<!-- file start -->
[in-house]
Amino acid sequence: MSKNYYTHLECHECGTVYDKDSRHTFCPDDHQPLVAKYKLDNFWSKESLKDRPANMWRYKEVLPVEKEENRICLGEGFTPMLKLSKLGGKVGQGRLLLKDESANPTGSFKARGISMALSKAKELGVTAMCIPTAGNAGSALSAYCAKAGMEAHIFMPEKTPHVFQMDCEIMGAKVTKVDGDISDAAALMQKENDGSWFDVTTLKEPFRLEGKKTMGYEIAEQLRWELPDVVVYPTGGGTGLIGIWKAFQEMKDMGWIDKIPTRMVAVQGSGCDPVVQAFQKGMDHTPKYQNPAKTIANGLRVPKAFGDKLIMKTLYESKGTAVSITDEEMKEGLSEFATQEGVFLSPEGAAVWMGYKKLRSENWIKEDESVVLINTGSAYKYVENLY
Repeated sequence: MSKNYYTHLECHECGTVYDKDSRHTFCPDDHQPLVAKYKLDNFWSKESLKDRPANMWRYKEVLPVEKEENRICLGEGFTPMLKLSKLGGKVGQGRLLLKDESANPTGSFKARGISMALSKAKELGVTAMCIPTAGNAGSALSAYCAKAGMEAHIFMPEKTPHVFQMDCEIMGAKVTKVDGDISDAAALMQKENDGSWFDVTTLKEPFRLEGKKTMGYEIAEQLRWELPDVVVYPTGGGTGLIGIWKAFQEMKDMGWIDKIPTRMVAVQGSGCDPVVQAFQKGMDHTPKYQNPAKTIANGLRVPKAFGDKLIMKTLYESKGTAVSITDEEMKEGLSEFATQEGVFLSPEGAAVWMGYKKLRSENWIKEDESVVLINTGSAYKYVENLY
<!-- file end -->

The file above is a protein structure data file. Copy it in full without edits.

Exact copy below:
[in-house]
Amino acid sequence: MSKNYYTHLECHECGTVYDKDSRHTFCPDDHQPLVAKYKLDNFWSKESLKDRPANMWRYKEVLPVEKEENRICLGEGFTPMLKLSKLGGKVGQGRLLLKDESANPTGSFKARGISMALSKAKELGVTAMCIPTAGNAGSALSAYCAKAGMEAHIFMPEKTPHVFQMDCEIMGAKVTKVDGDISDAAALMQKENDGSWFDVTTLKEPFRLEGKKTMGYEIAEQLRWELPDVVVYPTGGGTGLIGIWKAFQEMKDMGWIDKIPTRMVAVQGSGCDPVVQAFQKGMDHTPKYQNPAKTIANGLRVPKAFGDKLIMKTLYESKGTAVSITDEEMKEGLSEFATQEGVFLSPEGAAVWMGYKKLRSENWIKEDESVVLINTGSAYKYVENLY
Repeated sequence: MSKNYYTHLECHECGTVYDKDSRHTFCPDDHQPLVAKYKLDNFWSKESLKDRPANMWRYKEVLPVEKEENRICLGEGFTPMLKLSKLGGKVGQGRLLLKDESANPTGSFKARGISMALSKAKELGVTAMCIPTAGNAGSALSAYCAKAGMEAHIFMPEKTPHVFQMDCEIMGAKVTKVDGDISDAAALMQKENDGSWFDVTTLKEPFRLEGKKTMGYEIAEQLRWELPDVVVYPTGGGTGLIGIWKAFQEMKDMGWIDKIPTRMVAVQGSGCDPVVQAFQKGMDHTPKYQNPAKTIANGLRVPKAFGDKLIMKTLYESKGTAVSITDEEMKEGLSEFATQEGVFLSPEGAAVWMGYKKLRSENWIKEDESVVLINTGSAYKYVENLY